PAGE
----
Cancer in miners: Whose problem is it?

I wrote a couple of days ago that Gov. Pawlenty doesn’t usually lose a showdown with the DFL. But this — the bill that would allocate $5 million to study lung disease among taconite workers — might be an exception.

Gov. Pawlenty, according to MPR’s Tim Pugmire, may veto the bill, because he wants to tap the Taconite Economic Development Fund, a tax on taconite companies intended to spur development on the Iron Range.

Republican Rep. Denny McNamara of Hastings gets the “money quote” of the day.

Members on the other side of the aisle, you’re going to vote to tax the snot out of everybody else and let the Iron Range skate, and they’re making money hand over fist. We’re either in a recession or on the verge of a recession throughout the state except for one spot, the Iron Range.

It’s never a good idea — politically speaking — to paint yourself into a corner, by allowing your opponents to position your position as “your cancer isn’t my problem.”

It is — and has been — Pawlenty’s problem for awhile now. His administration already was under fire for appearing to sacrifice the lives of miners by keeping secret possible evidence that there was a link between taconite and cancer.

Under the bill, says Pugmire, the bulk of the $4.9 million needed for the study would come from the surplus in a state workers compensation fund — money that comes from the state’s employers. In a way, the idea isn’t that much different from Pawlenty’s plan to take money from the Health Care Access Fund — a tax on health care providers — to help erase a budget deficit, which set a precedent for using a surplus for things it was never intended.

The money — $4.9 million — is hardly a drop in the bucket, except in comparison to, say, the $30 million the state will ship to ethanol producers, in a bill the governor signed last year.

Pawlenty, as noted before, is a very smart politician. Coming out on top with a veto of the bill will challenge that ability.

Sign or veto? What say you?

Update 10:36 p.m. Aaron J. Brown, on his outstanding blog,, points out one interesting factoid:

What Pawlenty and many outside the Iron Range often fail to understand is that our taconite tax revenue, while significant during good times (and not all times are good), is not a secret pot of cash that we use to buy beer and ammunition. It is what mining companies pay IN LIEU of PROPERTY TAX. Mines own or lease thousands of acres of enormously valuable land in northern Minnesota and they don’t pay a dime in property tax. Suburbs raise their revenue from those sleek office buildings along the freeways and in overpriced residential homes. The Iron Range raises its school and community funds from taconite taxes, and per capita we get less money over time as a result. But wait, there’s more. All the while over Range history a portion of these taconite taxes have gone to the state general fund or to the University of Minnesota fund, money that has benefited more than a million people who couldn’t find the Iron Range on a map.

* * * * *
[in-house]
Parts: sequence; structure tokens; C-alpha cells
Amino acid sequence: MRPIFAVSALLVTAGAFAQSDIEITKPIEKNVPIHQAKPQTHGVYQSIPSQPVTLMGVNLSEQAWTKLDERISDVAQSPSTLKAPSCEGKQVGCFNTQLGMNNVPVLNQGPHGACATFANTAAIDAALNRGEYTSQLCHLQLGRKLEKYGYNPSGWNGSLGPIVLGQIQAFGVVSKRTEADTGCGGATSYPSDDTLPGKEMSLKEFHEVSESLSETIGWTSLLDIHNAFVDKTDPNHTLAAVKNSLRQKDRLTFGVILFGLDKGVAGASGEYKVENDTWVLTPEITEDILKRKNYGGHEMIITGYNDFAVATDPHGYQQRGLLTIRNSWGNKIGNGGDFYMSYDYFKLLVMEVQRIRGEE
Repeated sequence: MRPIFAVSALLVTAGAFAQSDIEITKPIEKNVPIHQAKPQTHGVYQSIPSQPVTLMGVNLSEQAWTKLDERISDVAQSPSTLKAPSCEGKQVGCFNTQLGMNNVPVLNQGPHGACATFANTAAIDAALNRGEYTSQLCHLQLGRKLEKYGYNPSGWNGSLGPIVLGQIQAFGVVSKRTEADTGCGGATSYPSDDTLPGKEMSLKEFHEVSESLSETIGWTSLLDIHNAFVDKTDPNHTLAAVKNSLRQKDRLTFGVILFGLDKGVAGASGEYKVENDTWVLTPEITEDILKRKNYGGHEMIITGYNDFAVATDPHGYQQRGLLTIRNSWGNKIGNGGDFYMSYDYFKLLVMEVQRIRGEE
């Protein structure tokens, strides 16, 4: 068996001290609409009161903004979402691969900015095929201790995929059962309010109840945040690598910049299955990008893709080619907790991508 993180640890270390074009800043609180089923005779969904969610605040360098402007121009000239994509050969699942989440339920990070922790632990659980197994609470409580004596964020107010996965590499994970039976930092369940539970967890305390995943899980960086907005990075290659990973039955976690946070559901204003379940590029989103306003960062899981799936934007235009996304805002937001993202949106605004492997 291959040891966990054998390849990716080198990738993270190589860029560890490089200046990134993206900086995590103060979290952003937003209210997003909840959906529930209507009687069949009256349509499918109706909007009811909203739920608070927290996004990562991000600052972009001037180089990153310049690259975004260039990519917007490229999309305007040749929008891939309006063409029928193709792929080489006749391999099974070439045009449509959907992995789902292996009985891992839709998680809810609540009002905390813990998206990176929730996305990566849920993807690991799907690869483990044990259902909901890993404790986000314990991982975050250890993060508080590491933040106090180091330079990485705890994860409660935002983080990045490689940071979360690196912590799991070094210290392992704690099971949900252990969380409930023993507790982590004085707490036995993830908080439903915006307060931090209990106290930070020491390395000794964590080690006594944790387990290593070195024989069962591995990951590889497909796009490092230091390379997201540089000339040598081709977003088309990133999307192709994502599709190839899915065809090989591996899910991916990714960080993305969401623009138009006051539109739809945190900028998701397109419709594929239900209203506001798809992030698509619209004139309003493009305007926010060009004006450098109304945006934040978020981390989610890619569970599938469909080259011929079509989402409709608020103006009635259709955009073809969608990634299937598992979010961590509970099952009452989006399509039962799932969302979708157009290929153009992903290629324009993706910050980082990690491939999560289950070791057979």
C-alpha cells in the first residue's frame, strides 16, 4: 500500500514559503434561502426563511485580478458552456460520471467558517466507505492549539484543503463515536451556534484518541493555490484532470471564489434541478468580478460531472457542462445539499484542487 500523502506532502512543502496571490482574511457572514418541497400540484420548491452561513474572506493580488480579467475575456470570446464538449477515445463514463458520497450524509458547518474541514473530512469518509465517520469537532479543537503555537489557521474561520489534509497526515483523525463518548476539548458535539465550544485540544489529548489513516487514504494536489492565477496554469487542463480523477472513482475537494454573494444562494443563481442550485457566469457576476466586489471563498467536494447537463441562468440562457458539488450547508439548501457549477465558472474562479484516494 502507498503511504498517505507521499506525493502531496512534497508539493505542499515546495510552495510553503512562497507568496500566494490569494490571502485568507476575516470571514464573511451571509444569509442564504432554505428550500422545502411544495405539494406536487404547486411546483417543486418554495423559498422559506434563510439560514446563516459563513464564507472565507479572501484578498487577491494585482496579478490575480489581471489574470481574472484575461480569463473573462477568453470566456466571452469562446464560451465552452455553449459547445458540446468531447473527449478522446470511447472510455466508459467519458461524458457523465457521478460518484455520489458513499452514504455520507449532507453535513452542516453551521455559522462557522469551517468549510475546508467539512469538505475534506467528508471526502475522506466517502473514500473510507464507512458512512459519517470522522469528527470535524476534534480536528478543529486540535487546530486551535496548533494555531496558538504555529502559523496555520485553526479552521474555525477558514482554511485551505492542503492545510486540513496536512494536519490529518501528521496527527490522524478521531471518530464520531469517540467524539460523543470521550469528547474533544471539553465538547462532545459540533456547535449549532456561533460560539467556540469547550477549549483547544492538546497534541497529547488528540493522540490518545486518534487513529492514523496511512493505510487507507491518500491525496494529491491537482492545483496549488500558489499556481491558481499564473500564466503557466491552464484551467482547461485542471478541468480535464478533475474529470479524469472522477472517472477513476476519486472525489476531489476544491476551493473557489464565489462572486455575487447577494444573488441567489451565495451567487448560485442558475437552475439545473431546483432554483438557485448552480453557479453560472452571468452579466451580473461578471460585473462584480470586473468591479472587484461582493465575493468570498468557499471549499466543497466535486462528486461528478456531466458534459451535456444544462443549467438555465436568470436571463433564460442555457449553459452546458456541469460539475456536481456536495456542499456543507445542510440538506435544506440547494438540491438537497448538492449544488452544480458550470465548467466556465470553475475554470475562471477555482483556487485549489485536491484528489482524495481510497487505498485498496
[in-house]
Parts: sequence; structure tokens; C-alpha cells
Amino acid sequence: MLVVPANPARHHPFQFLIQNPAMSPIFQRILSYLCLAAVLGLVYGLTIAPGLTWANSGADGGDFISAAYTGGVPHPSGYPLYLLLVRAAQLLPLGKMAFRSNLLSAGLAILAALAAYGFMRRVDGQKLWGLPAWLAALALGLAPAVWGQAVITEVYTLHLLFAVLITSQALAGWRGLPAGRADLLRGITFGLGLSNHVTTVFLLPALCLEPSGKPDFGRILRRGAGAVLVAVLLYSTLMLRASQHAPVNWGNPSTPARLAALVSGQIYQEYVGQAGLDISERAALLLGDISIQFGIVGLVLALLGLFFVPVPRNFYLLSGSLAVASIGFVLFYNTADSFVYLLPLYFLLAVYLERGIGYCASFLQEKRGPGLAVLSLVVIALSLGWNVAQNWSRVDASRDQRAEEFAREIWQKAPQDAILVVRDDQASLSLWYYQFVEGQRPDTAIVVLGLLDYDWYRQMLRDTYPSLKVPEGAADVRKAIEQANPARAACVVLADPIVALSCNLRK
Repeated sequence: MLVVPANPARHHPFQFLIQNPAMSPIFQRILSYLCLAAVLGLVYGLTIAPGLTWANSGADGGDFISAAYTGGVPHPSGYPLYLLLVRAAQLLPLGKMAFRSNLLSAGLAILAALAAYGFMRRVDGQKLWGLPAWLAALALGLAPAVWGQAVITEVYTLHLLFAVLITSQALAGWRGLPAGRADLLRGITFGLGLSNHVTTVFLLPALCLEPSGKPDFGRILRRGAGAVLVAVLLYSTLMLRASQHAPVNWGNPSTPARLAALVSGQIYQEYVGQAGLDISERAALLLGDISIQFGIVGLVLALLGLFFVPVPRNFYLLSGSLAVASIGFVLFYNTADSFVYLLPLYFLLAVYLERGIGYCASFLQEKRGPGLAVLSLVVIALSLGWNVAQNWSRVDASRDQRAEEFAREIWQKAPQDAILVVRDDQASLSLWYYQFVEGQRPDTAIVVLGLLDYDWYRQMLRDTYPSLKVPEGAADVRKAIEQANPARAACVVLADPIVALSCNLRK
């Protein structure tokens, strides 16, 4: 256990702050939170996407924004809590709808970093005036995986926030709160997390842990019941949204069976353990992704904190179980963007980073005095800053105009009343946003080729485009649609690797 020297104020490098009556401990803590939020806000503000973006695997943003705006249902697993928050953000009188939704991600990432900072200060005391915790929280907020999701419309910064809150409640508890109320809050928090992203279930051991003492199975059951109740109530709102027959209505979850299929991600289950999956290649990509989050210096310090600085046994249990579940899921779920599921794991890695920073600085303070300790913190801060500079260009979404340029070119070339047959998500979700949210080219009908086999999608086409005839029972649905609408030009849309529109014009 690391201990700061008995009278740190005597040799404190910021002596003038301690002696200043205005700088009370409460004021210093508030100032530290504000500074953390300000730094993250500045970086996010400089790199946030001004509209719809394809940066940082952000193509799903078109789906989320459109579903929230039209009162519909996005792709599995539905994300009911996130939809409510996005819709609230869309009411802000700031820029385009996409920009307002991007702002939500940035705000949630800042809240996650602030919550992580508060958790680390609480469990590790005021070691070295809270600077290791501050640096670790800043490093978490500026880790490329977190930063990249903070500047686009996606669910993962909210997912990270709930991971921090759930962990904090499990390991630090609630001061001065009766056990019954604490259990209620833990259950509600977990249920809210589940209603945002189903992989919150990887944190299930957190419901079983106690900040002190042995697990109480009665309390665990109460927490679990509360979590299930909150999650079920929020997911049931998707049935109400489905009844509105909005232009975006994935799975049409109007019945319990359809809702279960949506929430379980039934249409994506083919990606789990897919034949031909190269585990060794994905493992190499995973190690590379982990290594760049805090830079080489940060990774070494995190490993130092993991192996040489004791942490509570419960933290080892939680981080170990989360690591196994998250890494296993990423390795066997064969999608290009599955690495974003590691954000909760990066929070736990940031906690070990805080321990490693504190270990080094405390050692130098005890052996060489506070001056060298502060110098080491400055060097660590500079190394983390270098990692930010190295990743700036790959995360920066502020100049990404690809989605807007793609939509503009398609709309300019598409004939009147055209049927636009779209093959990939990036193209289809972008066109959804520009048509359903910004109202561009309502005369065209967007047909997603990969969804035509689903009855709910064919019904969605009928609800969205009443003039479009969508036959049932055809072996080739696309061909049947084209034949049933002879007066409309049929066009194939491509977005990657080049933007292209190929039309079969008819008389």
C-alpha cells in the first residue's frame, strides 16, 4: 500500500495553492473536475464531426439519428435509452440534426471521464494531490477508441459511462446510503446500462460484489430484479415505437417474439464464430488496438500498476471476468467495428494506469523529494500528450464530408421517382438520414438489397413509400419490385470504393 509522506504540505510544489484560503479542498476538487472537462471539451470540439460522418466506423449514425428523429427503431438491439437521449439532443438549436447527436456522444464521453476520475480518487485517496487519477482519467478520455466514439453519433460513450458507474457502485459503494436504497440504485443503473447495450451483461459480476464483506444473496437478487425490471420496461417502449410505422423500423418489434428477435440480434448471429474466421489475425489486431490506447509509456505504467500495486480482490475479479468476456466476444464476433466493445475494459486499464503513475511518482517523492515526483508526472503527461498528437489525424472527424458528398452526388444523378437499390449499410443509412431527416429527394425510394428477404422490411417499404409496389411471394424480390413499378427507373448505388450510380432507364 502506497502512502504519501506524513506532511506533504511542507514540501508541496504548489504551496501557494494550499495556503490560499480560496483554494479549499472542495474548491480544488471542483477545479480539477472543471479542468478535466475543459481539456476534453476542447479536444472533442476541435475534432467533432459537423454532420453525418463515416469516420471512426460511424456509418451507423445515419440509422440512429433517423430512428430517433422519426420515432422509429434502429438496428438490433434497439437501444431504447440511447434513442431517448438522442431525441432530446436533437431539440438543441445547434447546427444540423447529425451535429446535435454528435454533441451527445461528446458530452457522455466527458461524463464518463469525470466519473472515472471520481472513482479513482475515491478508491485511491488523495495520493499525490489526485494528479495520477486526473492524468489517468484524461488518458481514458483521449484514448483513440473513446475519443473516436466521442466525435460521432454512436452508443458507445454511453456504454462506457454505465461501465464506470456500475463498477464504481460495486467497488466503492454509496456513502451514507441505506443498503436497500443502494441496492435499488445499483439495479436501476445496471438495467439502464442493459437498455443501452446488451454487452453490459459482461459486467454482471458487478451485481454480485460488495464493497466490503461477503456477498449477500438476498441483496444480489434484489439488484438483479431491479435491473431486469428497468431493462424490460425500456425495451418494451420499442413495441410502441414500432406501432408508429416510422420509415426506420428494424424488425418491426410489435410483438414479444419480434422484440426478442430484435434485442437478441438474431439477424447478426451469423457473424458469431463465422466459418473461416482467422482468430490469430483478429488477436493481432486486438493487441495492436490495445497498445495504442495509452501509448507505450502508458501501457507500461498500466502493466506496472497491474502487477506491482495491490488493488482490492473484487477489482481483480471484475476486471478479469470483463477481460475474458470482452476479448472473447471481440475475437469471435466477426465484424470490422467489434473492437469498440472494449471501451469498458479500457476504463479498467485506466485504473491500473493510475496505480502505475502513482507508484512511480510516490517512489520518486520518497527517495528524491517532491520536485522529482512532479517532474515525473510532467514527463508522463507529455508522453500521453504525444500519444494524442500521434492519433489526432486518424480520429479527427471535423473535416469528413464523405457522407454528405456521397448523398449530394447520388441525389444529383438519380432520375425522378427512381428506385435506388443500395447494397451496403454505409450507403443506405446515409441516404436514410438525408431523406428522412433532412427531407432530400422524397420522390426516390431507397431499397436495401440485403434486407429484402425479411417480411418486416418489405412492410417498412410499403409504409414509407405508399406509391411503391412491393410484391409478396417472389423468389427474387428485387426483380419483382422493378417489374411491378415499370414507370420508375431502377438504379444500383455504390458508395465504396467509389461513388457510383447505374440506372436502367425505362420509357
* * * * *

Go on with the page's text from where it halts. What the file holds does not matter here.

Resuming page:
• Linda Reed

    I feel badly for those poor miners. However, it is their chosen occupation and we all know the risks involved in such work. Why should I pay for this when I have my own health concerns? State workers have money they don’t need and I think it sounds like a good way to handle the whole problem.

  • Bob Collins

    If there isn’t a public interest in health threats to Minnesotans, one might ask, what was the original purpose of the Department of Public Health conducting an analysis (which it kept secret) of the taconite-cancer link in the first place?

    But you raise an interesting point. When — if at all — when is there a public interest in public health of sectors of the population?

    For example, is there a public interest in the health effects of contamination of the public water supply in the Dakota and Washington Counties, if it doesn’t affect he other 80-whatever counties?

  • Candace L

    I think that Linda is way off base. There are issues common to all of us in the public. That’s why we get vaccinations, etc.. The problem here is that we have an administration that hid the data, putting many people and their families at risk. We ALL have an interest here.. . As I recall there was an official FIRED over this.

  • Shelly Mategko

    You are missing a couple of key points. First, there are people in Minnesota who have mesothelioma who have never worked in the mines in northern Minnesota. Second, we don’t know yet what causes this disease. We need this study to find out if it is taconite, wrappings on the pipes etc. This makes it a public health issue for all workers in Minnesota and thus the only appropriate place to obtain funding for the study is indeed the worker’s compensation fund. I have noted a tendency on the part of this administration to deny funding to anything even remotely connected to the Iron Range because “they should use IRRB money”. This is an outrage and should offend anyone with any sense of justice and fair play. The IRRB was created to disburse monies generated by the taconite tax – which is a PRODUCTION tax paid in lieu of property taxes- to local communities for projects that are usually funded by property taxes. I don’t hear anyone saying ‘Bemidji, use your property taxes to build your convention center or Minneapolis, use your property taxes to build your light rail transit system or Southern Minnesota, use your property taxes to clean up after your floods’. Such demands by this administration would likely be met by (justifiable) outrage. Yet it appears to be okay to expect that from the people of the Iron Range. Why is that?